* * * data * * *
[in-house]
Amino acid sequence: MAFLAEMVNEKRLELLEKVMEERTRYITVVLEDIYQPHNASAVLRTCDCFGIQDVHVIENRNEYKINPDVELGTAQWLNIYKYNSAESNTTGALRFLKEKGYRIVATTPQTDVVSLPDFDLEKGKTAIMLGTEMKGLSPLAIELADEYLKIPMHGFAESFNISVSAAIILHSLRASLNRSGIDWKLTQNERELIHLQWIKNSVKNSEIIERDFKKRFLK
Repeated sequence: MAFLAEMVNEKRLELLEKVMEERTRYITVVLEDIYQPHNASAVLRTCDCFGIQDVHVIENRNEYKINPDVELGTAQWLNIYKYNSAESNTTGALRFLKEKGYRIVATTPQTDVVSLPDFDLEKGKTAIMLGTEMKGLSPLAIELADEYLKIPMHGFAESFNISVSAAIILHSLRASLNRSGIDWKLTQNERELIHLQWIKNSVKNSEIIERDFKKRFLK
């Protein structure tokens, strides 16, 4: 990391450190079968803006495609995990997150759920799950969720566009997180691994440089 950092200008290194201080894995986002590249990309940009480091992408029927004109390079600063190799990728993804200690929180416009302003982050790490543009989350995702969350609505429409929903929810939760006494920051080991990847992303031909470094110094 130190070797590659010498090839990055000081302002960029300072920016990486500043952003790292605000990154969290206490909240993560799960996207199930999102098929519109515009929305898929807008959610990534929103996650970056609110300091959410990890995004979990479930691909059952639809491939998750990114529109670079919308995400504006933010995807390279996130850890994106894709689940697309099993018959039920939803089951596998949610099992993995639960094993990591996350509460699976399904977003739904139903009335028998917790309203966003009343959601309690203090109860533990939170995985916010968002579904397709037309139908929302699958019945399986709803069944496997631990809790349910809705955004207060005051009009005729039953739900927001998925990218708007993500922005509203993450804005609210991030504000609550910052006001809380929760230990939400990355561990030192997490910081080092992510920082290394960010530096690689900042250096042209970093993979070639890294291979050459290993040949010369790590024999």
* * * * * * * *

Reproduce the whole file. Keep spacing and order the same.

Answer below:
[in-house]
Amino acid sequence: MAFLAEMVNEKRLELLEKVMEERTRYITVVLEDIYQPHNASAVLRTCDCFGIQDVHVIENRNEYKINPDVELGTAQWLNIYKYNSAESNTTGALRFLKEKGYRIVATTPQTDVVSLPDFDLEKGKTAIMLGTEMKGLSPLAIELADEYLKIPMHGFAESFNISVSAAIILHSLRASLNRSGIDWKLTQNERELIHLQWIKNSVKNSEIIERDFKKRFLK
Repeated sequence: MAFLAEMVNEKRLELLEKVMEERTRYITVVLEDIYQPHNASAVLRTCDCFGIQDVHVIENRNEYKINPDVELGTAQWLNIYKYNSAESNTTGALRFLKEKGYRIVATTPQTDVVSLPDFDLEKGKTAIMLGTEMKGLSPLAIELADEYLKIPMHGFAESFNISVSAAIILHSLRASLNRSGIDWKLTQNERELIHLQWIKNSVKNSEIIERDFKKRFLK
């Protein structure tokens, strides 16, 4: 990391450190079968803006495609995990997150759920799950969720566009997180691994440089 950092200008290194201080894995986002590249990309940009480091992408029927004109390079600063190799990728993804200690929180416009302003982050790490543009989350995702969350609505429409929903929810939760006494920051080991990847992303031909470094110094 130190070797590659010498090839990055000081302002960029300072920016990486500043952003790292605000990154969290206490909240993560799960996207199930999102098929519109515009929305898929807008959610990534929103996650970056609110300091959410990890995004979990479930691909059952639809491939998750990114529109670079919308995400504006933010995807390279996130850890994106894709689940697309099993018959039920939803089951596998949610099992993995639960094993990591996350509460699976399904977003739904139903009335028998917790309203966003009343959601309690203090109860533990939170995985916010968002579904397709037309139908929302699958019945399986709803069944496997631990809790349910809705955004207060005051009009005729039953739900927001998925990218708007993500922005509203993450804005609210991030504000609550910052006001809380929760230990939400990355561990030192997490910081080092992510920082290394960010530096690689900042250096042209970093993979070639890294291979050459290993040949010369790590024999």